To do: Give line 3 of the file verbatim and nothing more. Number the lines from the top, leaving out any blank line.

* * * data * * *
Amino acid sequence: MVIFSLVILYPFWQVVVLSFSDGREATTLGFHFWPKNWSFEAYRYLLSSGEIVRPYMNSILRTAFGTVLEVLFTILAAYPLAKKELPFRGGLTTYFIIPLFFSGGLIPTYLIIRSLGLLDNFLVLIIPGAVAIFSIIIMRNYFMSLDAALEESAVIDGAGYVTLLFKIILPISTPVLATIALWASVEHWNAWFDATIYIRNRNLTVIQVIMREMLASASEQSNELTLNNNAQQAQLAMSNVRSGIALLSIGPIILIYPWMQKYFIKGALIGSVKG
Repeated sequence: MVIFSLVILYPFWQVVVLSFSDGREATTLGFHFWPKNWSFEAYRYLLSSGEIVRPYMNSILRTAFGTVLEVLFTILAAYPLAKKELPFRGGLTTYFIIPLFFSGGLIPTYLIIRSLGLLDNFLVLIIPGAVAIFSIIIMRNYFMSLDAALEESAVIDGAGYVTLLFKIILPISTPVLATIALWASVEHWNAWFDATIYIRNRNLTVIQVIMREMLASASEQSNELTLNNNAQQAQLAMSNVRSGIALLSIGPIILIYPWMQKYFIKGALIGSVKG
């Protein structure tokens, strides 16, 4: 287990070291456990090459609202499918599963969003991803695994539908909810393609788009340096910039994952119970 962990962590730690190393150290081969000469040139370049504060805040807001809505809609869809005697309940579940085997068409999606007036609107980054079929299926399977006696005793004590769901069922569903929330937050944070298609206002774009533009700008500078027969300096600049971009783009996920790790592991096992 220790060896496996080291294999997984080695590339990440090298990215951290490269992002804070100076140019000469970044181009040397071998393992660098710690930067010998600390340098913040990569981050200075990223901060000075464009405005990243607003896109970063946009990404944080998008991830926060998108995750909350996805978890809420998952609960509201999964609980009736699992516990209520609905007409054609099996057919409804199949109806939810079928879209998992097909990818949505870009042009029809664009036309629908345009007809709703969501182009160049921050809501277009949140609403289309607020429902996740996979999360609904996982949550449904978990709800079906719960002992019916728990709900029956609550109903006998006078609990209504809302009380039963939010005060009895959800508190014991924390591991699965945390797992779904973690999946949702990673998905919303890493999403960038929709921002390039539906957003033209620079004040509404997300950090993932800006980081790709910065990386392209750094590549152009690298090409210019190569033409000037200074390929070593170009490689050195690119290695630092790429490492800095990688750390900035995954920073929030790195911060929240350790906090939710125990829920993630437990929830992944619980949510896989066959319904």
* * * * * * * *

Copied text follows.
């Protein structure tokens, strides 16, 4: 287990070291456990090459609202499918599963969003991803695994539908909810393609788009340096910039994952119970 962990962590730690190393150290081969000469040139370049504060805040807001809505809609869809005697309940579940085997068409999606007036609107980054079929299926399977006696005793004590769901069922569903929330937050944070298609206002774009533009700008500078027969300096600049971009783009996920790790592991096992 220790060896496996080291294999997984080695590339990440090298990215951290490269992002804070100076140019000469970044181009040397071998393992660098710690930067010998600390340098913040990569981050200075990223901060000075464009405005990243607003896109970063946009990404944080998008991830926060998108995750909350996805978890809420998952609960509201999964609980009736699992516990209520609905007409054609099996057919409804199949109806939810079928879209998992097909990818949505870009042009029809664009036309629908345009007809709703969501182009160049921050809501277009949140609403289309607020429902996740996979999360609904996982949550449904978990709800079906719960002992019916728990709900029956609550109903006998006078609990209504809302009380039963939010005060009895959800508190014991924390591991699965945390797992779904973690999946949702990673998905919303890493999403960038929709921002390039539906957003033209620079004040509404997300950090993932800006980081790709910065990386392209750094590549152009690298090409210019190569033409000037200074390929070593170009490689050195690119290695630092790429490492800095990688750390900035995954920073929030790195911060929240350790906090939710125990829920993630437990929830992944619980949510896989066959319904």